School exams: SQA boss opens door to remote invigilation


The boss of Scotland’s exams authority has opened the door for schools and colleges to look at remote invigilation as they gather evidence which could help determine pupil grades later this year.

Fiona Robertson, Chief Executive of the SQA, told MSPs that there “may be circumstances” in which such an approach could be considered.

It comes after Seamus Searson, General Secretary at the Scottish Secondary Teachers’ Association, said he was left “gobsmacked” after learning that one school had asked teachers to observe pupils remotely while they complete work which could count towards their final results.

He described the move as a “recipe for disaster”, highlighting concerns over fairness, practicality and online safety.

 Teachers asked to invigilate pupils online

This year’s National 5, Higher and Advanced Higher exams have been cancelled due to the impact of Covid-19. 

Grades will instead be based on teacher judgement supported by up to four pieces of evidence.

Ms Robertson made the remarks as she responded to a question from Ross Greer, of the Scottish Greens, during this week’s meeting of Holyrood’s education and skills committee.

She said: “I don’t think there’s any suggestion that we’re insisting on remote invigilation as a default.

“The guidance that was produced before Christmas was in relation to qualifications across the system.

“So remote invigilation may be appropriate for some of our training providers who are undertaking some assessments – but there may be circumstances where schools or colleges may wish to consider these approaches.

“Remote invigilation has not been a feature of Scottish education and I think the system is realistic about the opportunities or, indeed, lack of opportunity there.”

SQA Chief Executive Fiona Robertson.

Ms Robertson went on to say it would be crucial to consider how remote assessment of pupils might work now that schools are closed and exams axed.

“Following the cancellation of Higher and Advanced Higher before Christmas, we are looking at what further advice might be helpful – generally helpful – to the system,” she added.

“Because, of course, we’ve moved to remote learning and teaching, it’s really important that we move also to consider the extent of effective remote assessment.

“And there’s actually quite a lot that can be done – a lot of formative assessment that can be done remotely and straightforwardly but… for some subjects and for some assessment approaches that becomes more challenging so we need to continue to have that conversation about what’s possible and what might be more challenging.”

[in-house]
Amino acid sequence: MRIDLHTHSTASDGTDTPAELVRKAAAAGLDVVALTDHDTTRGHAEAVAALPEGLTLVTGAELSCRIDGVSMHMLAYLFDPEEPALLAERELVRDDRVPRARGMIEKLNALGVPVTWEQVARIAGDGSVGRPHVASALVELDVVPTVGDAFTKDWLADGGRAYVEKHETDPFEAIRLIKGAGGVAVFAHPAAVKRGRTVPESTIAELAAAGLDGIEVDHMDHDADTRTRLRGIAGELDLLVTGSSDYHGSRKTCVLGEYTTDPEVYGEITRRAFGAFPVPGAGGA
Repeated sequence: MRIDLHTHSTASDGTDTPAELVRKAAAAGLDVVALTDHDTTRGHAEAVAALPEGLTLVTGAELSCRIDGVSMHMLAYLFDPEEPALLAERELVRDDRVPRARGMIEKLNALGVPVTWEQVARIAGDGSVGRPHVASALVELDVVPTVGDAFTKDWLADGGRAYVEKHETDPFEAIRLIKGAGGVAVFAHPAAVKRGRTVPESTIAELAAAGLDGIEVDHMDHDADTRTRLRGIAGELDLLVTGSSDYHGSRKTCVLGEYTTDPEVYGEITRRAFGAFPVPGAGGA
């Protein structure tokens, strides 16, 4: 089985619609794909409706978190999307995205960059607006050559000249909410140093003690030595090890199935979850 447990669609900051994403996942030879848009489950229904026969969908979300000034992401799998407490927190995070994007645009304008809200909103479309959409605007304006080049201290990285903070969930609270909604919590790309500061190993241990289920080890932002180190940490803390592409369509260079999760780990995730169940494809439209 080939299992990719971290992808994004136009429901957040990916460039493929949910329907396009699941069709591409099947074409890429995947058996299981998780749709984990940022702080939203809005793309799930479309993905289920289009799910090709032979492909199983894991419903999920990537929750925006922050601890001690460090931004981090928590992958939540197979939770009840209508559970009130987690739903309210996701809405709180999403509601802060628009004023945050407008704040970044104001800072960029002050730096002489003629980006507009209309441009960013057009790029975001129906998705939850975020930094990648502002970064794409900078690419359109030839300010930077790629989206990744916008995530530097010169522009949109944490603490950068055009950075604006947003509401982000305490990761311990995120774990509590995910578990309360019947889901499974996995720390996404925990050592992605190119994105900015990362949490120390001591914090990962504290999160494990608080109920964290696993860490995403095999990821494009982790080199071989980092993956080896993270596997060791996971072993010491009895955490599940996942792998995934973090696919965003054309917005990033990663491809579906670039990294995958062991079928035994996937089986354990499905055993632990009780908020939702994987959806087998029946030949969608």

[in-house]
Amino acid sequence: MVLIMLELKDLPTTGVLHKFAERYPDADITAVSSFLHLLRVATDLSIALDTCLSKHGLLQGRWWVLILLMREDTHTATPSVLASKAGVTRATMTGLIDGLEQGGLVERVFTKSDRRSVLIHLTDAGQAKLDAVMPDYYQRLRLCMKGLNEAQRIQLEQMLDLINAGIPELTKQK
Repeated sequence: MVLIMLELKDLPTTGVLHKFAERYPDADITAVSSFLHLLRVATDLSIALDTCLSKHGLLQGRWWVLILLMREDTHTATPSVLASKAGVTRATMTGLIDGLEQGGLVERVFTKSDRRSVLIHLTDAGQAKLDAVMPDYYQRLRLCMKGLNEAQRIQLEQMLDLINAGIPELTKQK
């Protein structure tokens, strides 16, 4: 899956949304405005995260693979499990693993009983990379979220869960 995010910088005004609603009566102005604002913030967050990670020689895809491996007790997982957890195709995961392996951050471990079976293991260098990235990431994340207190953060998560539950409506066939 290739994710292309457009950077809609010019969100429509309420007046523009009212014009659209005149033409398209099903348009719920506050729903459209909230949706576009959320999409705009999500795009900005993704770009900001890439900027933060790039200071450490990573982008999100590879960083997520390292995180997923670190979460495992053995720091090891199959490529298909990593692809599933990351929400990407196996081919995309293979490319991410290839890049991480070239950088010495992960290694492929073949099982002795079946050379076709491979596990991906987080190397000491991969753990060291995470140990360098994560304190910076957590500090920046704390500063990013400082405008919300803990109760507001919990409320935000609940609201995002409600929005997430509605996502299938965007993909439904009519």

The National Qualifications Group 2021 has issued an update for learners regarding National 5, Highers, and Advanced Highers in 2021. The statement is availalable via the following link #SQA2021
— MySQA (@mysqa_sam) January 13, 2021

Her comments come after Mr Searson told The : “I know of one school that wants teachers to invigilate pupils as they work at home.

“They want staff to log on to watch pupils and make sure work which is submitted is the pupil’s own work – but that’s a recipe for disaster.

“You don’t know whether someone else is in the room, you don’t know whether that pupil’s work has been changed after the online recording ends. How do you observe 30 pupils at once? And then there are the online safety issues.

“Whoever thought they could ask teachers to sit and observe pupils at home doing work for assessments didn’t have their brain in gear. It left me gobsmacked.” 

 School closures – P1 and P2 pupils among worst affected

Mr Searson has suggested consideration be given to a “holistic school report for each senior pupil that records the subjects they have studied” and a “straightforward teacher assessment” which would be rubberstamped by the SQA.

The exams authority has stressed that the priority for schools during January should be to “maximise teaching and learning time”.

It is due to publish subject-specific guidance on gathering evidence for Highers and Advanced Highers from January 18.


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